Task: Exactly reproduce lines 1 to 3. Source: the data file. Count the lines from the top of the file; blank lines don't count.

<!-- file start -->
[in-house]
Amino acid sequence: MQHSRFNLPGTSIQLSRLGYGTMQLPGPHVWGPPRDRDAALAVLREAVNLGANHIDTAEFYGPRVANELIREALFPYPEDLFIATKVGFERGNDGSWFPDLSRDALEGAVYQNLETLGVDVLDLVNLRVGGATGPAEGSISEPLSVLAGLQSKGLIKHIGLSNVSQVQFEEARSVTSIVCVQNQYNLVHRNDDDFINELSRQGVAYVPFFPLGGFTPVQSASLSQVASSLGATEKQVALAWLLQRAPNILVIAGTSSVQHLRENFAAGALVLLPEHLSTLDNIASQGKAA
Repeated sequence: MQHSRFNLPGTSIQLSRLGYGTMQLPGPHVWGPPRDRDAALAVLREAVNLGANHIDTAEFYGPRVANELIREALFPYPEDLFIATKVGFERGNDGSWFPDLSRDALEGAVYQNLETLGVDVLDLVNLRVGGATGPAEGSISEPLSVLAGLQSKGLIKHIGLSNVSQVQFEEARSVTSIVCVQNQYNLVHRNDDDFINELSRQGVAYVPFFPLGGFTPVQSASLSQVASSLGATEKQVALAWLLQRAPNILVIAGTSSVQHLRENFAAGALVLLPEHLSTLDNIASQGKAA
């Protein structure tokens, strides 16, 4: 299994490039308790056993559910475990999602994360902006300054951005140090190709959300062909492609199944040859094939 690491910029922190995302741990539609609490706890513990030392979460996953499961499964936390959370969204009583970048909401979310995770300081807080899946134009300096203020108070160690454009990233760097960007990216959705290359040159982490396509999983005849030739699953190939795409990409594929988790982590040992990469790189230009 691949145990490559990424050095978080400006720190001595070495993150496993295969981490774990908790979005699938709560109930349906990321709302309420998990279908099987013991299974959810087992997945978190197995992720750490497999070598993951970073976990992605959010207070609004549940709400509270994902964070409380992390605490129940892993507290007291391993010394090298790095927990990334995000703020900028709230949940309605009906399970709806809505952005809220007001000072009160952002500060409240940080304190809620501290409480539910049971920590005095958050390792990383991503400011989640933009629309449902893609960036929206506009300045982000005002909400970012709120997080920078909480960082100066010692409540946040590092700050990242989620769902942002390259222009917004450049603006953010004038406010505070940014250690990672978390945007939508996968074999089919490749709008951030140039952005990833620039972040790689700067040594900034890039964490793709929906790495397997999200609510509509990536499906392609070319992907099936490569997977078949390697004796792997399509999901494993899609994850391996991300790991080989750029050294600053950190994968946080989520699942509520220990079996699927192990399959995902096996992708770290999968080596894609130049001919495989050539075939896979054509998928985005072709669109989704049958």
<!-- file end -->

[in-house]
Amino acid sequence: MQHSRFNLPGTSIQLSRLGYGTMQLPGPHVWGPPRDRDAALAVLREAVNLGANHIDTAEFYGPRVANELIREALFPYPEDLFIATKVGFERGNDGSWFPDLSRDALEGAVYQNLETLGVDVLDLVNLRVGGATGPAEGSISEPLSVLAGLQSKGLIKHIGLSNVSQVQFEEARSVTSIVCVQNQYNLVHRNDDDFINELSRQGVAYVPFFPLGGFTPVQSASLSQVASSLGATEKQVALAWLLQRAPNILVIAGTSSVQHLRENFAAGALVLLPEHLSTLDNIASQGKAA
Repeated sequence: MQHSRFNLPGTSIQLSRLGYGTMQLPGPHVWGPPRDRDAALAVLREAVNLGANHIDTAEFYGPRVANELIREALFPYPEDLFIATKVGFERGNDGSWFPDLSRDALEGAVYQNLETLGVDVLDLVNLRVGGATGPAEGSISEPLSVLAGLQSKGLIKHIGLSNVSQVQFEEARSVTSIVCVQNQYNLVHRNDDDFINELSRQGVAYVPFFPLGGFTPVQSASLSQVASSLGATEKQVALAWLLQRAPNILVIAGTSSVQHLRENFAAGALVLLPEHLSTLDNIASQGKAA